Goldman Sachs rated crop futures among the worst bets in
commodities for 2014, despite upgrading hopes for cocoa and corn futures,
although it was less downbeat on prospects for livestock prices.
The investment bank - while forecasting that commodity
prices overall, as measured by the S&P GCSI Enhanced Commodity Index would fall
by some 3.0% over the next 12 months said that the asset class still "strongly"
warranted a place in investors' portfolios.
"We believe the benefits of holding commodities in a
portfolio are still valid a hedge against hostile markets, a hedge against
inflation should it occur, and diversification," the bank said.
"Declining correlation with other financial assets and low volatility
in commodities during the current phase of the business cycle should be
expected and has always been a part of the strategic commodity story."
However, it forecast far better returns from energy and
industrial metals than from crop commodities, which it forecast falling 11%
over the next year, with only precious metals, with forecast fall of 15%,
expected to perform worse among raw materials.
The forecast came despite upgrades in expectations for Chicago
corn futures, which it lifted by $0.25 a bushel, and for New York cocoa prices,
which it pegged at $2,700 a tonne in three-month and 12-month horizons, $200 a
tonne higher than the previous forecast.
The cocoa revision reflected expectations for a global cocoa
production deficit of 70,000 tonnes this season, following a 160,000-tonne
shortfall in 2012-13.
But the forecast for cocoa prices as well as for corn prices,
reported elsewhere on Agrimoney.com remained below the futures curve.
Goldman cited "better-than-expected production results in
West Africa so far for the main-crop harvest as well as favourable weather
conditions for the subsequent mid-crop harvest".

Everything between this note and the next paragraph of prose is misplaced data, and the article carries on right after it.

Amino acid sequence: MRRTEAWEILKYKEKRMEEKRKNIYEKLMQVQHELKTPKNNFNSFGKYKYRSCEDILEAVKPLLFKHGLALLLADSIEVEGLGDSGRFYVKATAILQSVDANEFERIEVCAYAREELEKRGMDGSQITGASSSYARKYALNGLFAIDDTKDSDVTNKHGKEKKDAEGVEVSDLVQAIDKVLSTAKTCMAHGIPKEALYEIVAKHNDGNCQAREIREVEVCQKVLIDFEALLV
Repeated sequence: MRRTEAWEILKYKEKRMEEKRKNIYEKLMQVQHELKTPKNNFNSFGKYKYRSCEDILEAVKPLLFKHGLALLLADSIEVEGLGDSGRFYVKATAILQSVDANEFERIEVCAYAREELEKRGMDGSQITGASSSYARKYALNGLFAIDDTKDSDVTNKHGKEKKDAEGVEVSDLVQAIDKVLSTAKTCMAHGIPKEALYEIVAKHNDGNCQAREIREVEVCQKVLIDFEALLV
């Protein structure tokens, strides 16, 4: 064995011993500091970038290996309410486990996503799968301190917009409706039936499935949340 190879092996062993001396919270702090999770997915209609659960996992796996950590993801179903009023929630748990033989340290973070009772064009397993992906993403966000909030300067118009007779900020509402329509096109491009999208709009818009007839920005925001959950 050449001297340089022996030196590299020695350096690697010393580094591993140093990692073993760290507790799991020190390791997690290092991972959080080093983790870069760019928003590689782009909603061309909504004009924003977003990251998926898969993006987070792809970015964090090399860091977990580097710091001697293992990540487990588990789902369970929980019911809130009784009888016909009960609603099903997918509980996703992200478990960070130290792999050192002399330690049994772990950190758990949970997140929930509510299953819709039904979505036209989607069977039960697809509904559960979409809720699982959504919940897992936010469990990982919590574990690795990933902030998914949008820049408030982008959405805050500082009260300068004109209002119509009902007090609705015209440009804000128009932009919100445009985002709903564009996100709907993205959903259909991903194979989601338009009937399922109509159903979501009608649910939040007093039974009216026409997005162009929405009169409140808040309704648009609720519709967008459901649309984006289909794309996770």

Furthermore, while the bank's economists "forecast support
growing developed-market cocoa demand in 2014, we see risk that emerging market
demand growth disappoints on further currency depreciation pressures for economies
with large current account deficits".
And the bank cut its outlooks for Chicago wheat prices, and for
New York sugar prices which it forecast at 16.5 cents a pound in a three-month
Goldman cited a "large surplus in the 2013-14 marketing
year, for the fourth consecutive year, and benign weather conditions recently
in major producing regions".
The bank was more upbeat on expectations for livestock
futures, which it forecast falling a more gentle 3.0% over the next year.
The forecast for lean hog futures was hiked by 12 cents to
100 cents a pound, reflecting the smaller-than-expected US breeding herd
revealed in the latest US Department of Agriculture hogs and pigs report, and
the threat of porcine epidemic diarrhea virus (PEDv) to expansion plans.
"While high farrowing intentions on strong forward margins
point to a higher hog supplies in 2014, such expansion will be constrained by
the smaller breeding herd and contingent on the impact of PEV on pigs per
The estimates for live cattle prices were also raised, by 6
cents to 138 cents a pound on the three-month horizon, reflecting expectations
for a continued pressure on the size of the herd in US feedlots.
The rebuilding of the US cattle herd, meaning heifers being
kept for breeding rather than placed on feed, lower calf imports from Mexico
and the prospect of "strong" beef exports mean live cattle supplies "will
decline strongly in 2014".